A year ago a vision specialist said: “You won’t be able to read again”.

I had suddenly (i.e. over half an hour) acquired homonymous hemianopia (HH). This means you’ve lost sidewards vision, either left or right. So I was now half blind. Just like that.

The commonest cause is stroke. There are at least 200,000 HH sufferers in the UK. With HH you will always have some degree of reading loss. Always. You might recover 95% but you’ll never be quite the same.

If you are left HH (loss on the left side) you can’t see where to start each line of text from. Worse, if you are right HH you are always reading into a blind spot, and can’t work out where the next few words are, or where the current line ends.

It was a troubled time for me and I read that some sufferers become literally alexic – completely lose the ability to read.

There are aids for anyone whose reading is impaired by HH. For example, rulers: horizontally to help follow the line of text, or vertically on the right-hand side to show where each line ends. These certainly helped me at first.

But a more surprising idea I read about is that in severe cases, the only possibility is to switch to vertical reading, from top to bottom. This is often mentioned in the literature, and at first it’s very believable: if one side of your vision is gone then scanning text horizontally might be very difficult. So simply rotate the page 90 degrees and read from top to bottom. Voila!

Over time I began to doubt. In internet searches I hadn’t found many recorded cases where vertical reading had been the solution. In conversation with my low vision counsellor, she was skeptical about the idea. And I didn’t feel at any point that vertical reading would work for me. So was that a complete myth, that it could help?

I was very surprised then by recent research suggesting that in some circumstances people may actually be faster at reading vertically than horizontally. The study only looked at a small sample but suggested vertical reading might help at leas some people with vision loss. It becomes more plausible that some HH sufferers could benefit from reading vertically.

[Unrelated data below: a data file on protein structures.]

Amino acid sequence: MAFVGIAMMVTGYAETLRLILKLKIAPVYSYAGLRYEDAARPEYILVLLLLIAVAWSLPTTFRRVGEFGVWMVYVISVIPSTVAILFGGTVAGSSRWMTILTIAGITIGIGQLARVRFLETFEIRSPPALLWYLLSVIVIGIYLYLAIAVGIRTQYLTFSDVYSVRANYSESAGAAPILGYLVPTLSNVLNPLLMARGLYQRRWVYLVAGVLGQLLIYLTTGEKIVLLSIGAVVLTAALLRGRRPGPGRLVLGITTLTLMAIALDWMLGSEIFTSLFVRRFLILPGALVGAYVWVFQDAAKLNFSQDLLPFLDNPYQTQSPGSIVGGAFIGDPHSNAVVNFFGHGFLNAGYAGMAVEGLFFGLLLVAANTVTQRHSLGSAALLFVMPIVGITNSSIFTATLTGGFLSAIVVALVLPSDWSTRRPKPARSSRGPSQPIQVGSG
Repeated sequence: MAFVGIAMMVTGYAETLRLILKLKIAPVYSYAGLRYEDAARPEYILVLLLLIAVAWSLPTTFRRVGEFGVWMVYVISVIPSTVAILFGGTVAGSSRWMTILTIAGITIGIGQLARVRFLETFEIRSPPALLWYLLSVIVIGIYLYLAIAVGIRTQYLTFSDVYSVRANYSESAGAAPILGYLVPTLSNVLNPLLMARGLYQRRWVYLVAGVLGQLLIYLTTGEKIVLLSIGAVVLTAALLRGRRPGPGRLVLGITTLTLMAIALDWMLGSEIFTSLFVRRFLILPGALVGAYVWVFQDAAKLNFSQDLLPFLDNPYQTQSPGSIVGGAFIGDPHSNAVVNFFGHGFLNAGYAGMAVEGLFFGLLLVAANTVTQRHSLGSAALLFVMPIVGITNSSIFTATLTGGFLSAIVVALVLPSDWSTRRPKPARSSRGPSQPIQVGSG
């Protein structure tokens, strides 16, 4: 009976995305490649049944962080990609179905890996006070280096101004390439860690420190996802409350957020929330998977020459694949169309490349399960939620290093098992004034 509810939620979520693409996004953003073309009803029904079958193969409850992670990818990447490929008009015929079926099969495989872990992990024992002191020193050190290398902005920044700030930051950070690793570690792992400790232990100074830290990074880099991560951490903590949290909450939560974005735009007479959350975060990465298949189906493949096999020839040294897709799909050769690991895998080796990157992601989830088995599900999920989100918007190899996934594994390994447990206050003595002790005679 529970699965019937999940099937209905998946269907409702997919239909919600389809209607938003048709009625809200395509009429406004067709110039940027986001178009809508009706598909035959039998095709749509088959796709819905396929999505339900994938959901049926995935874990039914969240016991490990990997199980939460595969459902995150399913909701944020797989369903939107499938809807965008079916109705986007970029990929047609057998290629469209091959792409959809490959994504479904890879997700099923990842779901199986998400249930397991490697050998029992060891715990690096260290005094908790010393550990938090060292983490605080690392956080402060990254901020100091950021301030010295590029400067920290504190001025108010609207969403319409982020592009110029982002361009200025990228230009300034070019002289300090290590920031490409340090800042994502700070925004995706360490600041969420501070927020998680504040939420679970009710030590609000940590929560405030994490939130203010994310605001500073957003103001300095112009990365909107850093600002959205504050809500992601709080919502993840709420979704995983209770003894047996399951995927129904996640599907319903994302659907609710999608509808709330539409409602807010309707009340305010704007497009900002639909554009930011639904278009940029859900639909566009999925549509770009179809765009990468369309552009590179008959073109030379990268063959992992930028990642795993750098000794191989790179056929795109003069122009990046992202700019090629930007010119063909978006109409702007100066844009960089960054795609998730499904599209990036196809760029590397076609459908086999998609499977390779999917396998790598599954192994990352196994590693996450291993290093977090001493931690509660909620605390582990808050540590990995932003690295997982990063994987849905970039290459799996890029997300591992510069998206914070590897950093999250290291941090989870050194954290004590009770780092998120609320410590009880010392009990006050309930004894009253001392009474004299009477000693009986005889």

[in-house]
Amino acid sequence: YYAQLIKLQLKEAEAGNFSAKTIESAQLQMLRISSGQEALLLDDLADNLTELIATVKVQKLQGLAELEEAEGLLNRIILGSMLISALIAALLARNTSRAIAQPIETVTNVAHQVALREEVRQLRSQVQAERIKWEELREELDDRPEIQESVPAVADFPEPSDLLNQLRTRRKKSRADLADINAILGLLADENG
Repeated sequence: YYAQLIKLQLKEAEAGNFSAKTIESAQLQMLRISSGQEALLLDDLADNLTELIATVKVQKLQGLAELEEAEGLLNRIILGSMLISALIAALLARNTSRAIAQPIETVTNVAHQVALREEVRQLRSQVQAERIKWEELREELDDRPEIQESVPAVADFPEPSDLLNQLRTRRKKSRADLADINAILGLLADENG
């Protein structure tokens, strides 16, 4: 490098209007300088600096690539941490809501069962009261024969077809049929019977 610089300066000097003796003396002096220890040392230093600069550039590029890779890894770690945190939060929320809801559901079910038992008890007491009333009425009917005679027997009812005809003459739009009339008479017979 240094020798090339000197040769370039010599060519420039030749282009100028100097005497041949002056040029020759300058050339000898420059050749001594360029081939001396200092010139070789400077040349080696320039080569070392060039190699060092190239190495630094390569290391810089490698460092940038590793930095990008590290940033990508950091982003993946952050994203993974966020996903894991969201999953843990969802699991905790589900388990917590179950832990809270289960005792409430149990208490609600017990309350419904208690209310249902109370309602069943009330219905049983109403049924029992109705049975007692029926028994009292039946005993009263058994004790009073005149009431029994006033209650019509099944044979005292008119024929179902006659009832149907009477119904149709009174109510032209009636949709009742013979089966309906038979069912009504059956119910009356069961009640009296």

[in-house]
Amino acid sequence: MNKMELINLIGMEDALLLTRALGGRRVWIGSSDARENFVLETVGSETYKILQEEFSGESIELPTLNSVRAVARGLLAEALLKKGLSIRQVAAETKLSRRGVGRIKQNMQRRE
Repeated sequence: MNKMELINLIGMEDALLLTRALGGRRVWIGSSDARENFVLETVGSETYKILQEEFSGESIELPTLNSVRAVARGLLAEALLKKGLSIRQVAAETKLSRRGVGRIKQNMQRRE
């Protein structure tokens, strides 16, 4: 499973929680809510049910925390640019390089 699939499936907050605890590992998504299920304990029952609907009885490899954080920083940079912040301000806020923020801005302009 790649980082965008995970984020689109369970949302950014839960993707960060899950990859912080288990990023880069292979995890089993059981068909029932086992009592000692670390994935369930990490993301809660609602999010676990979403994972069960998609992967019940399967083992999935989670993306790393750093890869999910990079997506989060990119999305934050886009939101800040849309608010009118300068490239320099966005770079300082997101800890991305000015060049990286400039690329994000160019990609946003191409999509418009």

This made me think more about the direction we read in and how much difference it really makes.

Left to right is how you are reading this blog post, but of course many languages are written in opposite direction, right-to-left rather than left-to-right.

But sometimes words are written vertically. It’s often seen in advertising signs.





or harder





And if you do word search puzzles you’ll know they also expect you to read diagonally, so there are six eight possible directions!

Reflecting on this it begins to seem that we can read quite well along any point of the compass, if we have practiced quite a small amount, and that anyone whose vision is split in some way might adapt, and read better, if they read in an unconventional direction. A big surprise.


The image at the top of this post is an example of boustrophedon – ancient Greek for the turning of a plow. The bous = ox (think bovine) draws the plow first one way, then the opposite way in the next furrow.

The writing seems more stubborn than the plodding Greek ox it is named for. There are no spaces between words (modern readers expect those spaces) or punctuation (less important perhaps, but all the same…).  The most surprising thing to me is that the individual letters going left are mirror images of the ones going right. Look how E faces the other way on a following line

Arabic Braille

To illustrate that direction of reading doesn’t matter and is just what the reader has become accustomed to, while standard Arabic text is read right to left, Arabic Braille is read left to right.


You might like to try reading text upside down, or in a mirror. These are unfamiliar at first but you may find that you can soon read enough to get by.



About partialinsight

One evening I had a stroke. Half my sight vanished overnight. Adapting made me grasp how amazing the visual system and brain are. It also taught me to understand disability completely differently and I'm grateful for the lesson.
This entry was posted in Assistive technology, Blindness and visual impairment, Stroke survivor, Stroke, Disability, Cognition, Uncategorized and tagged , , , , , , , , , . Bookmark the permalink.

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